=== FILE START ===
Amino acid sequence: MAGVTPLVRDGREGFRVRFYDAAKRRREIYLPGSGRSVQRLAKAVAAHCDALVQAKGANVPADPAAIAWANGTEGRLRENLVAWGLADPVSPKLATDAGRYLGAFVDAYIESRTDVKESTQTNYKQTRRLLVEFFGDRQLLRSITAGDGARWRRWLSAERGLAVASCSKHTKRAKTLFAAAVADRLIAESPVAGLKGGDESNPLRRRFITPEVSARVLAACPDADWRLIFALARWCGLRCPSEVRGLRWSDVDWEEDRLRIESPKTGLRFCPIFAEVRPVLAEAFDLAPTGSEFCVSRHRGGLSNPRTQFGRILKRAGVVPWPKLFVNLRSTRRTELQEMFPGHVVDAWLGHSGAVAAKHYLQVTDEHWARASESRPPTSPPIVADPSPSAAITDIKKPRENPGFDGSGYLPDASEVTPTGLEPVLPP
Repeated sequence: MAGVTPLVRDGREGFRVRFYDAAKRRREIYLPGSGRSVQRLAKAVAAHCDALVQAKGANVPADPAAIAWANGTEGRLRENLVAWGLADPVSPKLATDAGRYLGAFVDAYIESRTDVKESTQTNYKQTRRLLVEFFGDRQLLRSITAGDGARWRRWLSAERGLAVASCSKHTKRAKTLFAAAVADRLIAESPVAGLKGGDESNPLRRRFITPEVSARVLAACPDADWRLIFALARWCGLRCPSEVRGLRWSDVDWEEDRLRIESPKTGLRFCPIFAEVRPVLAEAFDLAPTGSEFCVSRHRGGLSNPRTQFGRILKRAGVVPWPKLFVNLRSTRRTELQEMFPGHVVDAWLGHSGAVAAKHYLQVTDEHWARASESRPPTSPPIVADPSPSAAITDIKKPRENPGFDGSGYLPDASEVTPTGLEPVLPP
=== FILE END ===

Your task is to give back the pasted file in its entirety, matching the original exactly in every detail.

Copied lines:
Amino acid sequence: MAGVTPLVRDGREGFRVRFYDAAKRRREIYLPGSGRSVQRLAKAVAAHCDALVQAKGANVPADPAAIAWANGTEGRLRENLVAWGLADPVSPKLATDAGRYLGAFVDAYIESRTDVKESTQTNYKQTRRLLVEFFGDRQLLRSITAGDGARWRRWLSAERGLAVASCSKHTKRAKTLFAAAVADRLIAESPVAGLKGGDESNPLRRRFITPEVSARVLAACPDADWRLIFALARWCGLRCPSEVRGLRWSDVDWEEDRLRIESPKTGLRFCPIFAEVRPVLAEAFDLAPTGSEFCVSRHRGGLSNPRTQFGRILKRAGVVPWPKLFVNLRSTRRTELQEMFPGHVVDAWLGHSGAVAAKHYLQVTDEHWARASESRPPTSPPIVADPSPSAAITDIKKPRENPGFDGSGYLPDASEVTPTGLEPVLPP
Repeated sequence: MAGVTPLVRDGREGFRVRFYDAAKRRREIYLPGSGRSVQRLAKAVAAHCDALVQAKGANVPADPAAIAWANGTEGRLRENLVAWGLADPVSPKLATDAGRYLGAFVDAYIESRTDVKESTQTNYKQTRRLLVEFFGDRQLLRSITAGDGARWRRWLSAERGLAVASCSKHTKRAKTLFAAAVADRLIAESPVAGLKGGDESNPLRRRFITPEVSARVLAACPDADWRLIFALARWCGLRCPSEVRGLRWSDVDWEEDRLRIESPKTGLRFCPIFAEVRPVLAEAFDLAPTGSEFCVSRHRGGLSNPRTQFGRILKRAGVVPWPKLFVNLRSTRRTELQEMFPGHVVDAWLGHSGAVAAKHYLQVTDEHWARASESRPPTSPPIVADPSPSAAITDIKKPRENPGFDGSGYLPDASEVTPTGLEPVLPP